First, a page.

Gang Violence - Gang Violence Gang Violence CIS590 Directed Study Project Dr Chris Barrett 1 Gang Violence 2 Chapter Four Social Problems Associated

Gang Violence - Gang Violence Gang Violence CIS590 Directed...

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Gang Violence CIS590- Directed Study Project Dr. Chris Barrett November 23, 2010 Gang Violence 1
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Chapter Four Social Problems Associated with Street Gangs Gangs are becoming prevalent in today’s society and within our schools. More and more young people are turning to gangs in an attempt to escape their everyday lives and the future, which they perceive as dismal and bleak. They are initially attracted to the prestige and cash flow, which is glamorized by the street gang. Many gangs are actively involved in criminal misconduct, such as drug and gun trafficking, burglaries and homicides. However, street gangs are not just a criminal justice issue, but a social problem, which is triggered by poverty, peer pressure, boredom, despair and lacking a sense of belonging. A street gang can be defined as “an organized social system that is both quasi-private (not fully open to the public) and quasi-secretive (much of the information concerning its business remains confined with the group) and one whose size and goals have necessitated that social interaction be governed by a leadership structure that has defined roles; where the authority associated with these roles has been legitimized to the extent that social codes are operational to regulate the behavior of both the leadership and the rank and file; that plans and provides not only for the social and economic services of its members, but also for its own maintenance as an organization; that pursues such goals irrespective of whether the action is legal or not; and that lacks a bureaucracy (i.e., an administrative staff that is hierarchically organized and separate from leadership)” (Sanchez-Jankowski 5). This definition encompasses the overall structure of the gang system. It also shows how membership into a gang can be enticing, as there is structure and a sense of belonging within the system. The presence of gangs may be seen or felt everywhere, from large urban cities to smaller rural communities. “Gang members do not represent an invisible empire. They thrive on recognition and are constantly seeking ways to make their presence known or felt” (Walker 1). Gang Violence 2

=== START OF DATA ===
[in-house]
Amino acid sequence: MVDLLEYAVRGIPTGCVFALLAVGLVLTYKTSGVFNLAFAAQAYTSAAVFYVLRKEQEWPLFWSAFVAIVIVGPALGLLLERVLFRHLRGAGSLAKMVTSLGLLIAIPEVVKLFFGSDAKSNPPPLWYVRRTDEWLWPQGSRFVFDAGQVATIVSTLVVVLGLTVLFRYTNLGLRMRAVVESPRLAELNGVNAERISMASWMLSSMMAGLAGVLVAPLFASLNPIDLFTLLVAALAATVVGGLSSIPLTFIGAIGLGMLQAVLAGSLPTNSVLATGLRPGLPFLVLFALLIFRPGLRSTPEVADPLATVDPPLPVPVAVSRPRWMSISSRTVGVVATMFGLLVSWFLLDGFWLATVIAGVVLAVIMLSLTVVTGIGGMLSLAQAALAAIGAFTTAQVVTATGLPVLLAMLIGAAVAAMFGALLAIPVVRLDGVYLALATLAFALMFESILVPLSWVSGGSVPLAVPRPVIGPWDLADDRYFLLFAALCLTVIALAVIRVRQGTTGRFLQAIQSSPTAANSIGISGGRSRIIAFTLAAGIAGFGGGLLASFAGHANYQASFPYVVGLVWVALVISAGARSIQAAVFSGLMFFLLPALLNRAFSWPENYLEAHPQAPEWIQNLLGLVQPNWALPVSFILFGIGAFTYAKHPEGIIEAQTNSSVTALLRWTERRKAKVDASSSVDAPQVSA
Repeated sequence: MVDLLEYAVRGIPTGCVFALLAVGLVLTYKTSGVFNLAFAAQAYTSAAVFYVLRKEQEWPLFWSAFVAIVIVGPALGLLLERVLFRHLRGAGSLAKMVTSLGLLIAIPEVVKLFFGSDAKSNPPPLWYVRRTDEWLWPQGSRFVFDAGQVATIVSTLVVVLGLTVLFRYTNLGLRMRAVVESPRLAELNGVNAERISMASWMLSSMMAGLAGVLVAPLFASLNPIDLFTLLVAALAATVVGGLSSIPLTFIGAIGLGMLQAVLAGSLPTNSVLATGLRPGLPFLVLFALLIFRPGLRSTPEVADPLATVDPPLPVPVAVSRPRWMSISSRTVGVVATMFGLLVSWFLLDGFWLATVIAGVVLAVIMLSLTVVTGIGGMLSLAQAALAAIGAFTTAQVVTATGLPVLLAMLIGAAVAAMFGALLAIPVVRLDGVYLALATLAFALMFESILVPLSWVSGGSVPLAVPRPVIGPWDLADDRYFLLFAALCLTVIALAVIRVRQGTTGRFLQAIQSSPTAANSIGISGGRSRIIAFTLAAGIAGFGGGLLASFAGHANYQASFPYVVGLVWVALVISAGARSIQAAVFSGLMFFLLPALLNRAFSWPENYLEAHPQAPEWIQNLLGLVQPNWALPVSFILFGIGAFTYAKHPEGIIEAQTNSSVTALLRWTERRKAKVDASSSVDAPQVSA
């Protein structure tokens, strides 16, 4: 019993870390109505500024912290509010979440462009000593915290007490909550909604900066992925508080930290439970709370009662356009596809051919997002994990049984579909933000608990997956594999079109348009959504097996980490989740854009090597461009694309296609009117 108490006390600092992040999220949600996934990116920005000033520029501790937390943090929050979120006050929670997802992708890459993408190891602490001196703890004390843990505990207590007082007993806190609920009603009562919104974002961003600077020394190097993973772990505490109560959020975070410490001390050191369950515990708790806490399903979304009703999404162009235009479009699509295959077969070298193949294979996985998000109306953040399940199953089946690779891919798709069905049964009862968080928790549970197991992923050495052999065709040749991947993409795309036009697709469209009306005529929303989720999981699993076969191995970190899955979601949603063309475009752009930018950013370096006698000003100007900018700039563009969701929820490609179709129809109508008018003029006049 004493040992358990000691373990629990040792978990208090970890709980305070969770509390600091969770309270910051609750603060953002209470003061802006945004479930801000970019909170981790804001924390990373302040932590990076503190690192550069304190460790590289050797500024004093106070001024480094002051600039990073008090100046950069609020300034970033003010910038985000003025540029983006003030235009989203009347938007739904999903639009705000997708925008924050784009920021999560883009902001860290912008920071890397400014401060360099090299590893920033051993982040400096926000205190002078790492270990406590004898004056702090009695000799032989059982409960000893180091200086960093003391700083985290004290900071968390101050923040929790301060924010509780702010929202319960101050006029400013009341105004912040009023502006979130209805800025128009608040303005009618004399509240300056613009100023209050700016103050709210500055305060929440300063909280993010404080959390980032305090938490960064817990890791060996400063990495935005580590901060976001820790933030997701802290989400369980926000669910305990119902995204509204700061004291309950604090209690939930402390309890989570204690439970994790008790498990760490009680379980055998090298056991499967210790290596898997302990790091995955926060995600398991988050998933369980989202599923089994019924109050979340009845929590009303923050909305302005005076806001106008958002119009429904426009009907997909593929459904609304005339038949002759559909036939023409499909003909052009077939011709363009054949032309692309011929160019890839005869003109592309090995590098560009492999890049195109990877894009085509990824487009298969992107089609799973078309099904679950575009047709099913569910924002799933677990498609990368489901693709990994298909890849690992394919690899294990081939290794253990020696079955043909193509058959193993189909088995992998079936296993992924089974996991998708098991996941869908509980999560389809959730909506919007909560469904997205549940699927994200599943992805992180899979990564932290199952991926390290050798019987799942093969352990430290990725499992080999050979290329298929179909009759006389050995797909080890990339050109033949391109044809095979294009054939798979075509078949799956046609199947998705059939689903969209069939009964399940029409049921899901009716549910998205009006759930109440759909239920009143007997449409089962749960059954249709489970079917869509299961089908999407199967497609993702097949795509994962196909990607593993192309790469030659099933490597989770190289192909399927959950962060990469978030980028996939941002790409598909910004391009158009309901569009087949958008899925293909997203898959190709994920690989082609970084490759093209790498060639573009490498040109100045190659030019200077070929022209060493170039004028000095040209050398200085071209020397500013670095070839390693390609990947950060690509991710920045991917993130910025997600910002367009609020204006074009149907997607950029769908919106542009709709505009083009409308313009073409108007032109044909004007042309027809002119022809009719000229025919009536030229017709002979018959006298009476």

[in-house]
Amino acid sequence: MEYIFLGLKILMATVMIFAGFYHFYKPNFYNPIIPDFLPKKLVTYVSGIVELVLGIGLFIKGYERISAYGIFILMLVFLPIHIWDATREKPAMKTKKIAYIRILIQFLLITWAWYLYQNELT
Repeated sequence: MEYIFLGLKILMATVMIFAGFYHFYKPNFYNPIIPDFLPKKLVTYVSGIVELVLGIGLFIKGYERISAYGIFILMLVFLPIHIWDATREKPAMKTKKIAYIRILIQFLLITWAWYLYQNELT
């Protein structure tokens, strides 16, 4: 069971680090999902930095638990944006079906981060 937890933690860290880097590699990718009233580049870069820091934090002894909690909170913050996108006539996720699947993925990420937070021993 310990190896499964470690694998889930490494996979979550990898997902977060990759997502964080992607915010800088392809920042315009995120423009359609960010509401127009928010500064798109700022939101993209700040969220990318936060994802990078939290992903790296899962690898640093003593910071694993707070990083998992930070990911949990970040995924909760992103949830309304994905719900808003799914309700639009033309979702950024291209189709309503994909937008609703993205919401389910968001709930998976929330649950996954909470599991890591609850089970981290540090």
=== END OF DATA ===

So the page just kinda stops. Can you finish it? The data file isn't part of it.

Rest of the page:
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“According to statistics from the National Youth Gang Center, more than 24,500 gangs, consisting of more than 770,000 members, exist in about 3,300 cities in the U.S.” (Rank 1). Although it is not illegal to be a member of a gang, it should be noted many gangs participate in illegal activity for funding and will use the money as a way to entice new membership. The “money begins flowing, and with that comes all of the things associated with material wealth that is usually beyond the reach of these adolescents without the criminal activity of being involved in a gang” (Nawojczyk 3).
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  • Spring '13
  • Nations
  • Gang, gang violence, National Youth Gang Center, Us Gang

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